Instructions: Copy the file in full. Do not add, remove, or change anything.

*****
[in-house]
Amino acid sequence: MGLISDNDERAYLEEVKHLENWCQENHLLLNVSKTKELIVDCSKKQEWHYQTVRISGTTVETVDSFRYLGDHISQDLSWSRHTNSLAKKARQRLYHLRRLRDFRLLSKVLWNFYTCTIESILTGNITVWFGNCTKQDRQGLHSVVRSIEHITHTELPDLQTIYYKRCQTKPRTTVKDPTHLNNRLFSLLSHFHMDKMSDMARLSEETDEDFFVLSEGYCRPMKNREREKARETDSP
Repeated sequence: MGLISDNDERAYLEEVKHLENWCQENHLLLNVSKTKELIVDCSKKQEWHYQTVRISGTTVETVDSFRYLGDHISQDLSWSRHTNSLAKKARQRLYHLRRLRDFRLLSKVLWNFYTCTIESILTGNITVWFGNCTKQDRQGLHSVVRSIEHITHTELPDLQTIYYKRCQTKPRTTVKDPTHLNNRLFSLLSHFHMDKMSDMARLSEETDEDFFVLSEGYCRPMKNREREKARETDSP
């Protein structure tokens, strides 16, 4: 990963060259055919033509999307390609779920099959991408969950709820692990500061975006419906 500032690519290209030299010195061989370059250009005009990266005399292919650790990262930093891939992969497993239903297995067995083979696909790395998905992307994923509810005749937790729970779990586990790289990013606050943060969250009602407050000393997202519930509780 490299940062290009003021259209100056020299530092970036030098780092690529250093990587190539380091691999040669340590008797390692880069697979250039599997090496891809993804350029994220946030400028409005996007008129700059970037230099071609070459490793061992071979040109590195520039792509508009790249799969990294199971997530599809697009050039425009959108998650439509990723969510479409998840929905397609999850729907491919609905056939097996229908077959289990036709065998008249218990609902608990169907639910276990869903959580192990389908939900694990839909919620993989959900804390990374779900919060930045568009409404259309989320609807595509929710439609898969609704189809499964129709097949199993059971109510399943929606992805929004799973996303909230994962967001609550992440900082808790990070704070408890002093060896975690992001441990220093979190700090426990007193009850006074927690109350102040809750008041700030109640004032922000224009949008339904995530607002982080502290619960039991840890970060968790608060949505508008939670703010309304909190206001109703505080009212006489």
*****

[in-house]
Amino acid sequence: MGLISDNDERAYLEEVKHLENWCQENHLLLNVSKTKELIVDCSKKQEWHYQTVRISGTTVETVDSFRYLGDHISQDLSWSRHTNSLAKKARQRLYHLRRLRDFRLLSKVLWNFYTCTIESILTGNITVWFGNCTKQDRQGLHSVVRSIEHITHTELPDLQTIYYKRCQTKPRTTVKDPTHLNNRLFSLLSHFHMDKMSDMARLSEETDEDFFVLSEGYCRPMKNREREKARETDSP
Repeated sequence: MGLISDNDERAYLEEVKHLENWCQENHLLLNVSKTKELIVDCSKKQEWHYQTVRISGTTVETVDSFRYLGDHISQDLSWSRHTNSLAKKARQRLYHLRRLRDFRLLSKVLWNFYTCTIESILTGNITVWFGNCTKQDRQGLHSVVRSIEHITHTELPDLQTIYYKRCQTKPRTTVKDPTHLNNRLFSLLSHFHMDKMSDMARLSEETDEDFFVLSEGYCRPMKNREREKARETDSP
């Protein structure tokens, strides 16, 4: 990963060259055919033509999307390609779920099959991408969950709820692990500061975006419906 500032690519290209030299010195061989370059250009005009990266005399292919650790990262930093891939992969497993239903297995067995083979696909790395998905992307994923509810005749937790729970779990586990790289990013606050943060969250009602407050000393997202519930509780 490299940062290009003021259209100056020299530092970036030098780092690529250093990587190539380091691999040669340590008797390692880069697979250039599997090496891809993804350029994220946030400028409005996007008129700059970037230099071609070459490793061992071979040109590195520039792509508009790249799969990294199971997530599809697009050039425009959108998650439509990723969510479409998840929905397609999850729907491919609905056939097996229908077959289990036709065998008249218990609902608990169907639910276990869903959580192990389908939900694990839909919620993989959900804390990374779900919060930045568009409404259309989320609807595509929710439609898969609704189809499964129709097949199993059971109510399943929606992805929004799973996303909230994962967001609550992440900082808790990070704070408890002093060896975690992001441990220093979190700090426990007193009850006074927690109350102040809750008041700030109640004032922000224009949008339904995530607002982080502290619960039991840890970060968790608060949505508008939670703010309304909190206001109703505080009212006489």